New Zealand farmers break world record for wheat growing

Ashburton arable farmer Eric Watson has broken the world wheat growing record.

Ashburton arable farmer Eric Watson has broken the world wheat growing record.

Ashburton farmers Eric and Maxine Watson have broken the world record for wheat growing.  

The couple produced 16.791 tonnes per hectare, beating the previous record of 16.519 tonnes held for two years by a United Kingdom farmer.

The record was accepted by the Guinness Book of Records, and now means New Zealand farmers own the title for the highest yielding crop of both wheat and barley. Two years ago Timaru's Warren Darling broke the world record for barley.

Watson, who has been farming on his near coastal property for the last 40 years, said it had been a mixed sheep/cropping property until 24 years ago when he got seriously into cropping.

READ MORE: World barley yield record set by Timaru farmers

"It's all about attention to detail, and getting things done at the right time."

Bayer customer manager Neil Waddingham said a lot of the credit had to go to Watson who, like many arable farmers in Canterbury, was highly skilled.

Bayer's role was pivotal because the company supplied the new fungicide that ensured the quality of the autumn-planted, UK-bred Oakley variety, which was harvested in February.

Watson said he had grown high yields before, but never broken the record.

"When we decided to go for the record, we had to lodge the attempt with the Guinness Book of Records, and we needed an independent authority to audit it."

Ad Feedback

"We're absolutely delighted to have set a new record – I feel a bit overcome in a way, it's quite an achievement."

Waddingham said the closest rivals to New Zealand farmers were in regions like the UK rather than in well known areas such as the United States grain belt or in Australia.

"In those countries they do not have much water. We use irrigation, more fungicides and nitrogen, which helps maximise the yield."

Fertiliser company Yara worked out the nutritional needs of the crop.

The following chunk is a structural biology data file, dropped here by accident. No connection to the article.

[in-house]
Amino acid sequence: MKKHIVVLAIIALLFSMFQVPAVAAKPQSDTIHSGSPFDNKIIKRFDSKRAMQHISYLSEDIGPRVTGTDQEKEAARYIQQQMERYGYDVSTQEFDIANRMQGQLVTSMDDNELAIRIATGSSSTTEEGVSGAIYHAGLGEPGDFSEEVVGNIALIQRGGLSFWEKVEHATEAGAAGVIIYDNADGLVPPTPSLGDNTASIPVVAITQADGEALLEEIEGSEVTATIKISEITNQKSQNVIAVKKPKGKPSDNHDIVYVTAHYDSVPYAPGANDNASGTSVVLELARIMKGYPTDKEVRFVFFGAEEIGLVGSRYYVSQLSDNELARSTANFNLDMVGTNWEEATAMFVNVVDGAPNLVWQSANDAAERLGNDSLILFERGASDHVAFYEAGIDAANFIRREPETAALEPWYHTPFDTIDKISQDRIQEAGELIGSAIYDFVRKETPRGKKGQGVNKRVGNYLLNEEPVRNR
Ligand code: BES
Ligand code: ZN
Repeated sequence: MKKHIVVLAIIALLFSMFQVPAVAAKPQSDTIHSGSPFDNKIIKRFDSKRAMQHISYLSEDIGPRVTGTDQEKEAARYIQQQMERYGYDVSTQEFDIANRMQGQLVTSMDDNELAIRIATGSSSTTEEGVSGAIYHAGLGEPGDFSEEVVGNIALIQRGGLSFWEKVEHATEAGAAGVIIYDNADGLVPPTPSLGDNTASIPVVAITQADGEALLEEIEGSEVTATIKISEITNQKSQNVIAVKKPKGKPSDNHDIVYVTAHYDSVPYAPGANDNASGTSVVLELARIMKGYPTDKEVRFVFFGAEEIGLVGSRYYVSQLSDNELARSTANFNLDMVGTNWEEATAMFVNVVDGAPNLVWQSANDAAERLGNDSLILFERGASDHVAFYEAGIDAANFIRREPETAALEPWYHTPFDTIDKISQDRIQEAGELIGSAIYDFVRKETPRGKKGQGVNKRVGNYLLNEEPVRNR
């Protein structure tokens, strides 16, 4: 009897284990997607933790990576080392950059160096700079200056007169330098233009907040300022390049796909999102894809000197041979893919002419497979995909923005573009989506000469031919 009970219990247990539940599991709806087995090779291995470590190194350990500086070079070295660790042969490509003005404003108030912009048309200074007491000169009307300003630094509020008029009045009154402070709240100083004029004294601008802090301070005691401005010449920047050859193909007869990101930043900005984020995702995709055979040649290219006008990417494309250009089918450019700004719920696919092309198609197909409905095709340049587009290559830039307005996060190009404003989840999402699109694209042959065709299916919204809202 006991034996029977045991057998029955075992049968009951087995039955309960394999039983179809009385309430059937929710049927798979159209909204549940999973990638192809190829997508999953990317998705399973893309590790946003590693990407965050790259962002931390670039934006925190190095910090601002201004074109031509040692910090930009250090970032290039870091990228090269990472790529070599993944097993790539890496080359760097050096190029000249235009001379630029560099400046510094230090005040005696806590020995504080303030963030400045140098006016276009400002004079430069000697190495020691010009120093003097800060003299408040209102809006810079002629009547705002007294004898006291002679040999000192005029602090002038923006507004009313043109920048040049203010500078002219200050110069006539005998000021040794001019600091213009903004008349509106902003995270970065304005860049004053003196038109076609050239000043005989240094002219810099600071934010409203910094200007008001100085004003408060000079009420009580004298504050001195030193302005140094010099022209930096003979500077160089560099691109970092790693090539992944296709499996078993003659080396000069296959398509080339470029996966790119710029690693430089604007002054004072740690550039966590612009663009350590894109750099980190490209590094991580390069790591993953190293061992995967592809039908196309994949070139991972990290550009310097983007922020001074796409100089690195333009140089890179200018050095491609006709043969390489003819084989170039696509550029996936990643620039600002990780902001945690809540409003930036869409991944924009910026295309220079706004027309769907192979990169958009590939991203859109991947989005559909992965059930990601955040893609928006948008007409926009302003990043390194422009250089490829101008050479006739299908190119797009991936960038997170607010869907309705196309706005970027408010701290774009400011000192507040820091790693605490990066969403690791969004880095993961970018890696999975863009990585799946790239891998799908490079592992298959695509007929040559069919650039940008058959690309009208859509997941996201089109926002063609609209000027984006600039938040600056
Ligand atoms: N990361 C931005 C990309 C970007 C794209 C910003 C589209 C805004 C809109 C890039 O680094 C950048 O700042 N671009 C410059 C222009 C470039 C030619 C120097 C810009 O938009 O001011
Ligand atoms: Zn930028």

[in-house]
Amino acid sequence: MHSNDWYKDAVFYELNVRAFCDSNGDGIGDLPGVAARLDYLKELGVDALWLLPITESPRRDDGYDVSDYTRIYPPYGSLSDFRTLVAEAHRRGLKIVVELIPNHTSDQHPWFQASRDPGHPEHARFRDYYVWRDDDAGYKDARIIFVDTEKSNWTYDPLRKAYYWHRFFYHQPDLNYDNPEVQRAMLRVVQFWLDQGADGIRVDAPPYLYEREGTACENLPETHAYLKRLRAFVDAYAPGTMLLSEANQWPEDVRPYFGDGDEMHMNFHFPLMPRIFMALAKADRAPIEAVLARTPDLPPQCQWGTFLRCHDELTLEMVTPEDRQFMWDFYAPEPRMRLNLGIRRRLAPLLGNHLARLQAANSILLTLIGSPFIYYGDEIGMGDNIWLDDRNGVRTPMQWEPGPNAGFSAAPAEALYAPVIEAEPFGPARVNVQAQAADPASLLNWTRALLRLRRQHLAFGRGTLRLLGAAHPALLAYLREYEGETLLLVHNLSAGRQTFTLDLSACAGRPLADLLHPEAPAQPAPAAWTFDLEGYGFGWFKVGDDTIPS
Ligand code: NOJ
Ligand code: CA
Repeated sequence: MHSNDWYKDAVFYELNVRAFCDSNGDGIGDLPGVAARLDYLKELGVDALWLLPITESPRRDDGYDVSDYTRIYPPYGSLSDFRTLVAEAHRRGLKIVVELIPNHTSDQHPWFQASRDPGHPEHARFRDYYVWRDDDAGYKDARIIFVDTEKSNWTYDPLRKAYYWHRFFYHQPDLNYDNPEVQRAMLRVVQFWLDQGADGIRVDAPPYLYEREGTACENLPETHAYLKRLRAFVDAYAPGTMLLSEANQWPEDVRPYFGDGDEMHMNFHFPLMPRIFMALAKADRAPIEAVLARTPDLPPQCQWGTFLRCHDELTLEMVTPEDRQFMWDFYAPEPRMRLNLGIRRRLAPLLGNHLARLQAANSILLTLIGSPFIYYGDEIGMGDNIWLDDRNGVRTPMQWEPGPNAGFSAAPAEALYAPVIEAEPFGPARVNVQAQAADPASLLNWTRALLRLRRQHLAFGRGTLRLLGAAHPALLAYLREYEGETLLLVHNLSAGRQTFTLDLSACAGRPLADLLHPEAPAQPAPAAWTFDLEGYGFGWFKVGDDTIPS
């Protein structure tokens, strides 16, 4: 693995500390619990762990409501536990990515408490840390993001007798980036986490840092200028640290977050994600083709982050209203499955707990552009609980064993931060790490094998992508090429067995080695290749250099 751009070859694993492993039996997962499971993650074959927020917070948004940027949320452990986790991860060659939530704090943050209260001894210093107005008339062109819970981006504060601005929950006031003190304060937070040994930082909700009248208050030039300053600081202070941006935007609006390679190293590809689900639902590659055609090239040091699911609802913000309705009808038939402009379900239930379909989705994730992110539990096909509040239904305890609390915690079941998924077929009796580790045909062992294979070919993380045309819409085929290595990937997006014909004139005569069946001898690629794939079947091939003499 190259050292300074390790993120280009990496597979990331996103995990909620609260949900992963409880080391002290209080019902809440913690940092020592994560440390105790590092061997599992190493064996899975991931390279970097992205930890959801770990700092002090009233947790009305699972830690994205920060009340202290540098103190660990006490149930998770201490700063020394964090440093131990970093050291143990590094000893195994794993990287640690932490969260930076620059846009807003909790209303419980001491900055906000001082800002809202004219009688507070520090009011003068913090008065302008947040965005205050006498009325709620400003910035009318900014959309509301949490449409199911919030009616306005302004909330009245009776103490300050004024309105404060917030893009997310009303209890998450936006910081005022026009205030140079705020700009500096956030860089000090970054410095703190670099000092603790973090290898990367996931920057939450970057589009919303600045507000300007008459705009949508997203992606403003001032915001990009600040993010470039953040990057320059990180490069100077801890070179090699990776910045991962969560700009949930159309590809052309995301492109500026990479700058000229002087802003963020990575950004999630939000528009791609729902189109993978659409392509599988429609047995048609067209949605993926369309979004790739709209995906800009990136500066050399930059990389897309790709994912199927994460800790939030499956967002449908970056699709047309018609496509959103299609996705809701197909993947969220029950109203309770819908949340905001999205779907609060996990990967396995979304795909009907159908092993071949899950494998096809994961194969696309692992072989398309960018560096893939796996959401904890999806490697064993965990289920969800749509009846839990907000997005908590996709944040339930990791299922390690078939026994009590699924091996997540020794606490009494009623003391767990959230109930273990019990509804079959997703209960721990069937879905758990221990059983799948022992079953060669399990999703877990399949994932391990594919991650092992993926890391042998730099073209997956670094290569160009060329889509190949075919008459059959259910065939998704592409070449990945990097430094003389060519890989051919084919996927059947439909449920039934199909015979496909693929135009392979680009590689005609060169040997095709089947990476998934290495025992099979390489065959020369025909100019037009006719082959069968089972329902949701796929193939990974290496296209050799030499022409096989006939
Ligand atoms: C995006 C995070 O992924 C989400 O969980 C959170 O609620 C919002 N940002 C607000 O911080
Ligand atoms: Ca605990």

Arable specialist Paul Johnston provided advice over the inputs of nitrogen, phosphorus, potassium, sulphur and magnesium, as well as carried out regular testing to make sure foliar trace elements were added at the right time.

Watson said the new record would shine a light on the work of the arable industry, while Bayer crop science country manager Scott Hanson said it put New Zealand at the forefront of worldwide farming.

The crop, which was harvested off an 11.89 ha area, would go into animal feed for dairy cows. Watson said New Zealand wheat was either milled for flour, or went into feed for pork, chickens or cows.

On average, irrigated wheat yields in New Zealand are around 12 tonnes per hectare. The record-breaking crop was lightly irrigated, with only two applications.

The Oakley variety was supplied by Carrfields, which also supplied the barley seed for the earlier record.

Watson is unsure whether he will have another tilt at the record, or whether he will need to. If a UK farmer was attempting the record, the harvest would occur in September, and Watson would have then to wait until next autumn to plant.

"It is an exceptional yield, but I could always do better and that's my aim. There were things I saw when I was out there in the combine harvester and I thought, yeah, I could do this a whole lot better," he said.

The Watsons have won numerous farming awards, including Lincoln University's South Island Farmer of the Year Award and the Supreme Award in the Canterbury Ballance Farm Environment Awards.

 - Stuff


Ad Feedback
special offers

Digital editions


View the latest editions of NZFarmer, NZDairyFarmer, AgTrader and our regional farming publications.

Ad Feedback